Our findings confirm that El Niño impacts are multiple and the different processes need to be understood for an accurate diagnostic of the vulnerability of Indonesian coral reefs to climate disturbances. This study also illustrates how to monitor local sea level to interpret changes in a particular coastal location.The authors of the Indonesian study point to a range of factors that can adversely affect corals. In addition to a rapid fall in sea level, the authors list things corals can be seriously damaged by (I've added more information in italics):
- coral bleaching through thermal stress
- diseases - this term can cover a large range such as toxins etc, not just microbes
- predator outbreaks, such as the crown of thorns starfish
- storms, which harm but can also help - e.g. Winston saved the southern GBR last year. The current bleaching might not have been as bad if Debbie had arrived sooner
- sea level rise, when it rises more quickly than a reef build up, etc.
Terry Hughes' on coral reefs TedTalk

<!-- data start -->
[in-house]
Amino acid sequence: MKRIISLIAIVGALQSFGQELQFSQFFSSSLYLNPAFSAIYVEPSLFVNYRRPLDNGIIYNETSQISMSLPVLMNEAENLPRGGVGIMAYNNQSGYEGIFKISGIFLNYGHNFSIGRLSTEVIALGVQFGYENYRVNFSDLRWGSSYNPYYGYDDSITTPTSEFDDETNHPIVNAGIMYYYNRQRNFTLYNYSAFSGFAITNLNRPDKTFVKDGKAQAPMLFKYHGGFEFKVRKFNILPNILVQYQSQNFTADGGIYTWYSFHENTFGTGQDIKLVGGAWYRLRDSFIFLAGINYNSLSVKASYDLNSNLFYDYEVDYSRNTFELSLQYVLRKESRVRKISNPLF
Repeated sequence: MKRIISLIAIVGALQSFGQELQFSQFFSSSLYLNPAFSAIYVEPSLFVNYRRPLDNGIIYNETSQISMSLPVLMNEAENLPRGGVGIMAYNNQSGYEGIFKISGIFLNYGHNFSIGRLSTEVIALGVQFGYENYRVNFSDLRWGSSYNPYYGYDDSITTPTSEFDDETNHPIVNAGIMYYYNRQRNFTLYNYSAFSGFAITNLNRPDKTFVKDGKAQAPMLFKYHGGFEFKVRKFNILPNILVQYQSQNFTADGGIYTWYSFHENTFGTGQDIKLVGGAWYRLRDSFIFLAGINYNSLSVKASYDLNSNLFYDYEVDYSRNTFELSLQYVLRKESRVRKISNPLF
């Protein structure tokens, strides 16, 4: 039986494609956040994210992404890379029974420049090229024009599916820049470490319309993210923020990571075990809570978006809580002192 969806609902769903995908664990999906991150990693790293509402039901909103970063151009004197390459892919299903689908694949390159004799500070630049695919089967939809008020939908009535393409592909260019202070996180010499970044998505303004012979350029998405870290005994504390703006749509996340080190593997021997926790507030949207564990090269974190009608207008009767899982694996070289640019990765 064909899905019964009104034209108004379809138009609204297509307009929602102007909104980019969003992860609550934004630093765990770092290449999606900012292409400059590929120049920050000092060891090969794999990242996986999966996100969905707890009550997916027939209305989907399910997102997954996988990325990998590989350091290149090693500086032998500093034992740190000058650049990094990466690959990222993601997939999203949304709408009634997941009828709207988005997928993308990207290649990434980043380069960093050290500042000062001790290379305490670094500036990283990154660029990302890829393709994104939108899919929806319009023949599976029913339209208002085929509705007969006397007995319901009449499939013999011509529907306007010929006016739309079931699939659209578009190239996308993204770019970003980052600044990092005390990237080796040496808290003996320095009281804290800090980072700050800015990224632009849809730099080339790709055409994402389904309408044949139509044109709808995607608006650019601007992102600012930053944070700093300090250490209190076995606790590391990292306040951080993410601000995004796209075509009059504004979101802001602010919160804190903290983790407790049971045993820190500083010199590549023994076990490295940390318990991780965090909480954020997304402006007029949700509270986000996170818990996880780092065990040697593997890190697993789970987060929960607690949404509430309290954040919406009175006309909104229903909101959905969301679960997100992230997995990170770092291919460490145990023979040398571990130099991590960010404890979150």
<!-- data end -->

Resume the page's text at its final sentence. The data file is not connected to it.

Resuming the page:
In the talk below, Terry Hughes talks about the damage to reefs and yet how he retains some optimism that we can save the world's coral reefs. He also describes the research that he reported in his Nature paper. It's less than 15 minutes long. If you've time and even if you're short of time, it's well worth watching.
Note how Professor Hughes distinguishes between the time needed for different corals to recover, and the risk of more bleaching events preventing some from being able to do so. (about 10 minutes in). "If you lose a 100 year old coral, you cannot replace it in a few years."
The pseudo-science nonsense from climate disinformer, Jim Steele
You may have come across Jim Steele before. He's a wannabe scientist who has never published any scientific research papers as far as I can tell. He's retired now, I believe, after working part-time as a manager of a field station for a college in California, where he organised nature walks or something. These days he spends his time writing disinformation for WUWT so he can promote his vanity-published denier book, and conducting personal vendettas on a small number of individual scientists. He's seems to be very jealous of their success, and just as clearly is a scientific ignoramus with a history of blatant lying.